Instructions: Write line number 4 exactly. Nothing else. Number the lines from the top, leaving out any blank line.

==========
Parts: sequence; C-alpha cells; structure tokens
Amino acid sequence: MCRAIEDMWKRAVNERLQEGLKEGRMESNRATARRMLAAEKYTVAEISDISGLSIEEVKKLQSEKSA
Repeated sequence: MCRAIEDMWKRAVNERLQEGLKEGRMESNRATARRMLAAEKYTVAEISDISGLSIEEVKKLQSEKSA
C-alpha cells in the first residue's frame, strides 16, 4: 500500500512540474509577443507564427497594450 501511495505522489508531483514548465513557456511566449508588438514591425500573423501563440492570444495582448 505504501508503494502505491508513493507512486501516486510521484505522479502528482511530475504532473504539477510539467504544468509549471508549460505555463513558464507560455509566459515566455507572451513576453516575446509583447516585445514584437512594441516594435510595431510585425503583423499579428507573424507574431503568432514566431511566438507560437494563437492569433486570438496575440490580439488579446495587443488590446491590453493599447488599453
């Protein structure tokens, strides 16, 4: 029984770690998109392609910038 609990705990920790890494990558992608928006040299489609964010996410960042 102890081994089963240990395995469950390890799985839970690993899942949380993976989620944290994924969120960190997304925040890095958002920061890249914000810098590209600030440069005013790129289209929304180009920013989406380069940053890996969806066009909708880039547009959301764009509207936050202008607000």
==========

C-alpha cells in the first residue's frame, strides 16, 4: 500500500512540474509577443507564427497594450 501511495505522489508531483514548465513557456511566449508588438514591425500573423501563440492570444495582448 505504501508503494502505491508513493507512486501516486510521484505522479502528482511530475504532473504539477510539467504544468509549471508549460505555463513558464507560455509566459515566455507572451513576453516575446509583447516585445514584437512594441516594435510595431510585425503583423499579428507573424507574431503568432514566431511566438507560437494563437492569433486570438496575440490580439488579446495587443488590446491590453493599447488599453